Three dozen international journalists were freed from Tripoli's Rixos Hotel Wednesday after being held hostage for five days by armed pro-Moammar Gadhafi loyalists.
According to the Associated Press, the International Committee of the Red Cross had been attempting to negotiate for the journalists' release when the loyalist forces suddenly said they would be letting them go.
The journalists had been held at gunpoint by guards who refused to give up their posts even as rebel forces claimed victories throughout the Libyan capital.
CNN's Matthew Chance reported the guards "essentially just capitulated" upon realizing rest of the city had fallen.
"They didn't know that any of this had taken place outside the permiter of the hotel, they thought it was still in control of Colonel Gadhafi," Chance said.
When the guards finally realized there was no need to continue to hold the journalists, "they literally cast away their weapons and said they were sorry to us and said you're free to go," Chance said.
In one of his first on-camera appearances, Chance was surrounded by celebrating Libyans, who at times growing so raucous Chance had to ask them multiple times to settle down so he could continue his report.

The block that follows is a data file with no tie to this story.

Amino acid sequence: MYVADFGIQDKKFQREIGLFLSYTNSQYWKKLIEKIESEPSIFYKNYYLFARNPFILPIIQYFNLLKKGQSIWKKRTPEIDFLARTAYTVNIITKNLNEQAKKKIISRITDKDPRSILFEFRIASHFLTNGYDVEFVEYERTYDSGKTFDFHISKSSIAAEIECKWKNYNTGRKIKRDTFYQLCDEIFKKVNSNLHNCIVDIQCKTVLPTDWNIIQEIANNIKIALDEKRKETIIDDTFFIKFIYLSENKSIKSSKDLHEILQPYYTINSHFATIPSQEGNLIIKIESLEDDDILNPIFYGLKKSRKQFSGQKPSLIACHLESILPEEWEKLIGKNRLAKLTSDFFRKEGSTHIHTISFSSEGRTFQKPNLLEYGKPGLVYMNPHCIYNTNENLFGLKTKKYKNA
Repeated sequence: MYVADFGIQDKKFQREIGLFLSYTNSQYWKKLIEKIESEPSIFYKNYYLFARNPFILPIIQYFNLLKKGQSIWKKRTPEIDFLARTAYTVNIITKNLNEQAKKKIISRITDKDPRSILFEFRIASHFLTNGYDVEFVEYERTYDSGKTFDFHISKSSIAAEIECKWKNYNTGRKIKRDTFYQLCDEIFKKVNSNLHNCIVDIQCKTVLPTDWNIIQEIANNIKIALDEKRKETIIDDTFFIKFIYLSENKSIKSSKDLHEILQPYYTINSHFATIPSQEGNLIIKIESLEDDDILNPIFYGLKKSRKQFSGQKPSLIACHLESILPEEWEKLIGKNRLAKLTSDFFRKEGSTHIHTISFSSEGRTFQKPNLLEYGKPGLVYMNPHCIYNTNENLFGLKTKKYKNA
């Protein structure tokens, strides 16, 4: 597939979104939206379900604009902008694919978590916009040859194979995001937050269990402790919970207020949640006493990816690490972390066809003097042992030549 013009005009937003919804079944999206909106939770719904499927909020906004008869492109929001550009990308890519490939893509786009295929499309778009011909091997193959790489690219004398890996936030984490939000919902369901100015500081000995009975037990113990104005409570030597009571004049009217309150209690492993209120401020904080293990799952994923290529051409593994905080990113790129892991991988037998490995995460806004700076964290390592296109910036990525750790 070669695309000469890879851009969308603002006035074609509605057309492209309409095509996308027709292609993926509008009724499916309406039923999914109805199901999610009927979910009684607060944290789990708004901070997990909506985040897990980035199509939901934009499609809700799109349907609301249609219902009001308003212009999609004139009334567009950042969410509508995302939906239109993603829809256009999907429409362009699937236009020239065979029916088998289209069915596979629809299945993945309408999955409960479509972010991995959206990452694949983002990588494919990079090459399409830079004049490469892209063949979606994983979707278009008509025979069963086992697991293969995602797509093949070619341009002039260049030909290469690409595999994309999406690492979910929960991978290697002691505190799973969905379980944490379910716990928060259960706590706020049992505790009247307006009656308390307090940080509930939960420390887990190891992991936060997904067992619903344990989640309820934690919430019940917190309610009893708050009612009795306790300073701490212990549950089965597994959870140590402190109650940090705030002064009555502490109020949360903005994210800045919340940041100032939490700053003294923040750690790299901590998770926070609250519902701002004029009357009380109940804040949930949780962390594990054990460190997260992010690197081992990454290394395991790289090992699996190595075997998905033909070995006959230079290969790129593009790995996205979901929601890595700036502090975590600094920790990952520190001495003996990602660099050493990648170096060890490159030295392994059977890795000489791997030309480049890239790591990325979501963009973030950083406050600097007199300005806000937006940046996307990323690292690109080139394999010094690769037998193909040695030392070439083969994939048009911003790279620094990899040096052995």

"I have been given loads of flowers," Chance said, holding up a bouquet. "The whole city is celebrating its freedom. I feel a connection with them because I'm celebrating mine as well."
The celebrating continued, including with crowd members holding up photographs of Gadhafi and ripping them in half in front of the camera.
"Guys, guys please just one second," Chance implored.
Members of the press had been housed at the Rixos for the past six months to report on unfolding events, closely watched by government forces. As the rebels advanced through the city, guards began preventing the journalists from leaving.
When the journalists were first released, Chance told CNN and referred to the situation as a "nightmare" and said they had all considered the worst-case scenarios, including being used as human shields or executed.
The journalists cried when they told they were free to go, he said.
"Everybody's been hugging each other," Chance said. "People who have been living cheek-to-jowl for the past five days, sleeping in the corridors, wondering whether we were going to make it -- it's all very emotional," Chance reported.